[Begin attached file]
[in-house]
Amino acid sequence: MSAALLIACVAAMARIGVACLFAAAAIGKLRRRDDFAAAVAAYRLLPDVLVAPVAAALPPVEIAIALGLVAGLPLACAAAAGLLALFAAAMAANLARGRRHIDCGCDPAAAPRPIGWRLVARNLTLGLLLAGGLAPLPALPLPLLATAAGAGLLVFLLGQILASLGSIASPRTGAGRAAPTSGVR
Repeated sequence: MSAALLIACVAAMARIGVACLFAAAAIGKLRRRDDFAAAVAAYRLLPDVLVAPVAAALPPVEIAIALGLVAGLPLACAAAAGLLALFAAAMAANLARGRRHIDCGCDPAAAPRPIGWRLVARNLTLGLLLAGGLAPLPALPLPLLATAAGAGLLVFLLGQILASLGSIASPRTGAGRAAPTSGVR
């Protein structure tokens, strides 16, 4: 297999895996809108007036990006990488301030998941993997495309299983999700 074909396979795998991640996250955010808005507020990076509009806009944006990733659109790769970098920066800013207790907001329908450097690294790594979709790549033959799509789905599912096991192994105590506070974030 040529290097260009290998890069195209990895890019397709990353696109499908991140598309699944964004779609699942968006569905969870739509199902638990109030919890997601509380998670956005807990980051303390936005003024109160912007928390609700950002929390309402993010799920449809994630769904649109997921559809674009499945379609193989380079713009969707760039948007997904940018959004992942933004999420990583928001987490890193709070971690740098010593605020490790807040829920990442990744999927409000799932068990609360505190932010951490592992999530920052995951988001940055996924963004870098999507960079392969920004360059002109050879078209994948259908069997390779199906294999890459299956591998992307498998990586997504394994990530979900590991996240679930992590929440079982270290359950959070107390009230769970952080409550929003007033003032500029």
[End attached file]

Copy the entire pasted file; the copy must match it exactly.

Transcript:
[in-house]
Amino acid sequence: MSAALLIACVAAMARIGVACLFAAAAIGKLRRRDDFAAAVAAYRLLPDVLVAPVAAALPPVEIAIALGLVAGLPLACAAAAGLLALFAAAMAANLARGRRHIDCGCDPAAAPRPIGWRLVARNLTLGLLLAGGLAPLPALPLPLLATAAGAGLLVFLLGQILASLGSIASPRTGAGRAAPTSGVR
Repeated sequence: MSAALLIACVAAMARIGVACLFAAAAIGKLRRRDDFAAAVAAYRLLPDVLVAPVAAALPPVEIAIALGLVAGLPLACAAAAGLLALFAAAMAANLARGRRHIDCGCDPAAAPRPIGWRLVARNLTLGLLLAGGLAPLPALPLPLLATAAGAGLLVFLLGQILASLGSIASPRTGAGRAAPTSGVR
């Protein structure tokens, strides 16, 4: 297999895996809108007036990006990488301030998941993997495309299983999700 074909396979795998991640996250955010808005507020990076509009806009944006990733659109790769970098920066800013207790907001329908450097690294790594979709790549033959799509789905599912096991192994105590506070974030 040529290097260009290998890069195209990895890019397709990353696109499908991140598309699944964004779609699942968006569905969870739509199902638990109030919890997601509380998670956005807990980051303390936005003024109160912007928390609700950002929390309402993010799920449809994630769904649109997921559809674009499945379609193989380079713009969707760039948007997904940018959004992942933004999420990583928001987490890193709070971690740098010593605020490790807040829920990442990744999927409000799932068990609360505190932010951490592992999530920052995951988001940055996924963004870098999507960079392969920004360059002109050879078209994948259908069997390779199906294999890459299956591998992307498998990586997504394994990530979900590991996240679930992590929440079982270290359950959070107390009230769970952080409550929003007033003032500029």